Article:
In our recent employment bulletin we flagged that we expected to see changes in the law around third party harassment (for example how your staff are treated by visitors). Recent amendments to the ‘Worker Protection (Amendment of Equality Act 2010) Bill’ meant that we weren’t expecting the changes to come into force anytime soon.
Two further amendments were agreed by the House of Lords back in July to ensure its passage through Parliament, and have a significant impact on the changes that will (or won’t) be introduced. In summary, the Lords voted to:
- 1) Remove clause 1 of the Bill and so remove employer liability for the harassment of employees by third parties in the course of employment
- This is a reversal of the initial proposal, which would have introduced employer liability for third party harassment of employees in the course of their employment. The law will therefore stay the same, meaning that – unless the failure to protect an employee relates to a protected characteristic – employers won’t be liable for third party harassment.
- 2) Amend clause 2 of the Bill so that employers must take “reasonable steps”, rather than “all reasonable steps”, for the new duty to prevent sexual harassment in the course of employment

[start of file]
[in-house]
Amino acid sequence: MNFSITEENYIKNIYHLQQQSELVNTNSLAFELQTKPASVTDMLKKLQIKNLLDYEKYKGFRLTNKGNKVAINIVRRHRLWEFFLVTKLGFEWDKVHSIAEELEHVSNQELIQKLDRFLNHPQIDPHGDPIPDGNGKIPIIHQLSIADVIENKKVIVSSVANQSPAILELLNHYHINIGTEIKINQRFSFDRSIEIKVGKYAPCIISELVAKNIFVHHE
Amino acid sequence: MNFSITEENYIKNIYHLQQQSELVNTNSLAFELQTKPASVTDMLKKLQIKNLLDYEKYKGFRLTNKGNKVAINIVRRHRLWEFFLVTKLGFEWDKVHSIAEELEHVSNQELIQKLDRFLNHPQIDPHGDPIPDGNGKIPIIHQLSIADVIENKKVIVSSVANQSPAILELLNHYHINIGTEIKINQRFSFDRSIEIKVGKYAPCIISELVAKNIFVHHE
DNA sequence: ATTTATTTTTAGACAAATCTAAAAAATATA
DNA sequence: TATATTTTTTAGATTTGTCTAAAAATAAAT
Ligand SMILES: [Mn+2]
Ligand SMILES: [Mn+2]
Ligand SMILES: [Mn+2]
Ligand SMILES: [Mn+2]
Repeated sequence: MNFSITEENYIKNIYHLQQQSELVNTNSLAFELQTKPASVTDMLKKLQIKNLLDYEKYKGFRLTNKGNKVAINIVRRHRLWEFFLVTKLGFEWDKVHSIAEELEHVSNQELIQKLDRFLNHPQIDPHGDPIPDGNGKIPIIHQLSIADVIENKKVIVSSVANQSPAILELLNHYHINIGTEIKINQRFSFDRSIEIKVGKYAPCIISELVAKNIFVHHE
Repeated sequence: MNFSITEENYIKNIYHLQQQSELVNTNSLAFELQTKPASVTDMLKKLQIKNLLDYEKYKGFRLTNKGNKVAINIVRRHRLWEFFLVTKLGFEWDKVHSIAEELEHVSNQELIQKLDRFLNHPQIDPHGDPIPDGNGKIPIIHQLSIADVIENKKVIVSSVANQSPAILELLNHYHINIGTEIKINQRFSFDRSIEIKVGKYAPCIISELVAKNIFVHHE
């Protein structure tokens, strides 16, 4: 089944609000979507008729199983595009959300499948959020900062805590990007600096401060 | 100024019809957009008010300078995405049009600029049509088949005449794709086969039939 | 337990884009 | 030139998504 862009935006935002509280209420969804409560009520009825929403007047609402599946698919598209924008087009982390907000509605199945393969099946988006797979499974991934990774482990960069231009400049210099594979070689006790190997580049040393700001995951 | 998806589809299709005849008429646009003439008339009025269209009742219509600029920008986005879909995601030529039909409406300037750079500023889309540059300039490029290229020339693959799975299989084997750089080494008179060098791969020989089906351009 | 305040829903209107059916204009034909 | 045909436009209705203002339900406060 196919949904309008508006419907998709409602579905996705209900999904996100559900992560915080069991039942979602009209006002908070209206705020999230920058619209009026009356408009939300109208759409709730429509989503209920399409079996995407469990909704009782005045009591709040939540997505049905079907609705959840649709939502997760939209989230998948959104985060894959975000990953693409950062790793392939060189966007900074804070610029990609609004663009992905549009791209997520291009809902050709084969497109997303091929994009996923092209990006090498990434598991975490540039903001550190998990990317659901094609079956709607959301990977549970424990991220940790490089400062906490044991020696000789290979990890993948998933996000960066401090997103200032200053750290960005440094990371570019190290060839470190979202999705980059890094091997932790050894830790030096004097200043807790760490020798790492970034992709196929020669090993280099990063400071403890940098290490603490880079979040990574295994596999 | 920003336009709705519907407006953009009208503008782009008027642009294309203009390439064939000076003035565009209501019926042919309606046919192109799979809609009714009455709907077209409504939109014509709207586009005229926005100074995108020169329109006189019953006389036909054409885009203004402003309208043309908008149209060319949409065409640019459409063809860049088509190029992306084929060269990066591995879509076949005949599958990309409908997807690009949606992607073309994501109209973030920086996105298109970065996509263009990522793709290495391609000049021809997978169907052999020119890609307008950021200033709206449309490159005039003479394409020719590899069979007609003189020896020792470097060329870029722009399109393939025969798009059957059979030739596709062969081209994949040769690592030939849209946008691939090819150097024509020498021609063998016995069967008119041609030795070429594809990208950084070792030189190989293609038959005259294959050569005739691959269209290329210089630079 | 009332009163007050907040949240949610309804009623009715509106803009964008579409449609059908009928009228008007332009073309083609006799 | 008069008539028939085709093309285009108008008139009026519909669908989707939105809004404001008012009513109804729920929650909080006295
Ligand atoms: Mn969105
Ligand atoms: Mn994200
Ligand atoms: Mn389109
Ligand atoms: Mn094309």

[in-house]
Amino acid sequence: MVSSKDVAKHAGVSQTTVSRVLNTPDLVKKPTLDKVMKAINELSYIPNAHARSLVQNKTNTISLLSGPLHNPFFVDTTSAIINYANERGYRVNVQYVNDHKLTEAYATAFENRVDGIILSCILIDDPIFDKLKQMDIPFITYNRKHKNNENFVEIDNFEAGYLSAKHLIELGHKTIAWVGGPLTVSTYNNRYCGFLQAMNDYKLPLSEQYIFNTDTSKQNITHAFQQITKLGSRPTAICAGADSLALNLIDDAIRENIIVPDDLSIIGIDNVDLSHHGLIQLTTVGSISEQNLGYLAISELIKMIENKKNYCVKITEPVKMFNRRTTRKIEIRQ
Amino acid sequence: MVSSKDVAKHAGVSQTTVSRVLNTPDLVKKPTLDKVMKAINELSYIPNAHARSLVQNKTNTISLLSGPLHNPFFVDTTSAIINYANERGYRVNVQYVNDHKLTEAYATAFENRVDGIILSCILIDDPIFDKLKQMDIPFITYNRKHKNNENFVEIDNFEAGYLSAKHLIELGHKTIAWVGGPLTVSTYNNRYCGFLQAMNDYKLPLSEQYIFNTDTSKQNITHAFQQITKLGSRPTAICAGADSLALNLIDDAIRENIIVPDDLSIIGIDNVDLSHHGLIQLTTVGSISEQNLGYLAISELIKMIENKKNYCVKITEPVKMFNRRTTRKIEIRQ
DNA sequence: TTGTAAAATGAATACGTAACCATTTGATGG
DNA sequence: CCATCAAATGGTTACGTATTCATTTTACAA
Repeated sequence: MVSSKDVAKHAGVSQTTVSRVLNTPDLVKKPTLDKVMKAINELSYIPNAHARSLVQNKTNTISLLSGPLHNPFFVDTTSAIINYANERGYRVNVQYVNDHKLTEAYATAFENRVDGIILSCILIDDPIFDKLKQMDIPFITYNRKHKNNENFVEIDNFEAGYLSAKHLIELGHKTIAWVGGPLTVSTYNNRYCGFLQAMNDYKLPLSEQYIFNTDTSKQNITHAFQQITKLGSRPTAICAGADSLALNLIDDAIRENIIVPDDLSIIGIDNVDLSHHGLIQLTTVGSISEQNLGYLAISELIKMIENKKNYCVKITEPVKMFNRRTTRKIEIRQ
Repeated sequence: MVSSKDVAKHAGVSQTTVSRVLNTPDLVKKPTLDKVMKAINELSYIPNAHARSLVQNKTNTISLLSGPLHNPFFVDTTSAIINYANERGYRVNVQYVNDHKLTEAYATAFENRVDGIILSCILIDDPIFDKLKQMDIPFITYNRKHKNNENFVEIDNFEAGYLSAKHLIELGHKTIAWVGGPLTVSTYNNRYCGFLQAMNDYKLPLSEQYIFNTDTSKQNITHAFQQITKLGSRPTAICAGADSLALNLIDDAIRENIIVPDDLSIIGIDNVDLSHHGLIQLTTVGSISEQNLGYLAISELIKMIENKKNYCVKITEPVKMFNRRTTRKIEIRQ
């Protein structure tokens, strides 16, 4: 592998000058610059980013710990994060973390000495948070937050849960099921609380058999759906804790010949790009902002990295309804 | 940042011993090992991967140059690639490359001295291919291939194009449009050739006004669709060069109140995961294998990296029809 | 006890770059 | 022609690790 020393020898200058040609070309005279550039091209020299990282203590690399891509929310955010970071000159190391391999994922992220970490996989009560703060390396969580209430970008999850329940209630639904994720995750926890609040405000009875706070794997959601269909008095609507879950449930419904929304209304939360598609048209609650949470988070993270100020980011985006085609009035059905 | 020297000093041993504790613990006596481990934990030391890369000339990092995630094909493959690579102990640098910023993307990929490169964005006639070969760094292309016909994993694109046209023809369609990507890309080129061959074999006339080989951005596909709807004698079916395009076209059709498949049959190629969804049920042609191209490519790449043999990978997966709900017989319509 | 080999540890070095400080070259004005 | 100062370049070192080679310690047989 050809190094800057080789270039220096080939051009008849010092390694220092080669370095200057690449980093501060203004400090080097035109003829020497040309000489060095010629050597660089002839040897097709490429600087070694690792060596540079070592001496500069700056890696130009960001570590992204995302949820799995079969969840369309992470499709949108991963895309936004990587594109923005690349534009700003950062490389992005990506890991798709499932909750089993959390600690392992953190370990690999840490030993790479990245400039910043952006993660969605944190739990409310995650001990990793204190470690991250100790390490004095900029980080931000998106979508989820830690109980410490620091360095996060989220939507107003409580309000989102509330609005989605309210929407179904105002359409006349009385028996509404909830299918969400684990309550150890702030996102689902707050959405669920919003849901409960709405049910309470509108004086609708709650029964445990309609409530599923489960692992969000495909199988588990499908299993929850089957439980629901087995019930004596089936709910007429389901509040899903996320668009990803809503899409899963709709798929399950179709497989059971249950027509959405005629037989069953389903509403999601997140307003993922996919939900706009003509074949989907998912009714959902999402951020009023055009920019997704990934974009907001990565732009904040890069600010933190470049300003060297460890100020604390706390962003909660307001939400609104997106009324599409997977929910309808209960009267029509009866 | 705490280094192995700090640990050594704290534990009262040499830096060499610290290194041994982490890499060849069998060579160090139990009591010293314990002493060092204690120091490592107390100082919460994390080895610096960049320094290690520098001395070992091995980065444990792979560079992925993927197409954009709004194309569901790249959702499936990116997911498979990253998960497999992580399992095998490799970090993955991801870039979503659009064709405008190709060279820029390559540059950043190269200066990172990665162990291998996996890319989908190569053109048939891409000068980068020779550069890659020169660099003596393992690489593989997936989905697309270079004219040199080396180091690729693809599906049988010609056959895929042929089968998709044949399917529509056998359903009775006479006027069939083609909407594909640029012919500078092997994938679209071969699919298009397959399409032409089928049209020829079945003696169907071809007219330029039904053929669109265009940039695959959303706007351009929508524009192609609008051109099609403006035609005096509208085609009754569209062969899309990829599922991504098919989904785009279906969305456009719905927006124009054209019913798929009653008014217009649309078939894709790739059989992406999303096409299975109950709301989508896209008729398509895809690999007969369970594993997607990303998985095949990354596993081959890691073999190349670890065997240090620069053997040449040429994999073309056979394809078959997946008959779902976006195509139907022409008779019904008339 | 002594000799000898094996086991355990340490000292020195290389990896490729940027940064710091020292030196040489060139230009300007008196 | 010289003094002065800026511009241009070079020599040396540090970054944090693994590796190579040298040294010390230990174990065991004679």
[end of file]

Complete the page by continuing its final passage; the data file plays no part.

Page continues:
- While this amendment reduces the burden on employers, it’s important to note that the amendment does not change the existing provisions of section 109(4) of the Equality Act, which states that employers are responsible for any act of harassment committed by employees unless they have taken “all reasonable steps” to prevent it. What it does do is create a different “reasonable steps” test for the new duty on employers to prevent sexual harassment.
- Recent debates have confirmed that the government would seek to accept the Lords’ amendments, though the Labour Party have indicated they would re-visit these issues in future if elected.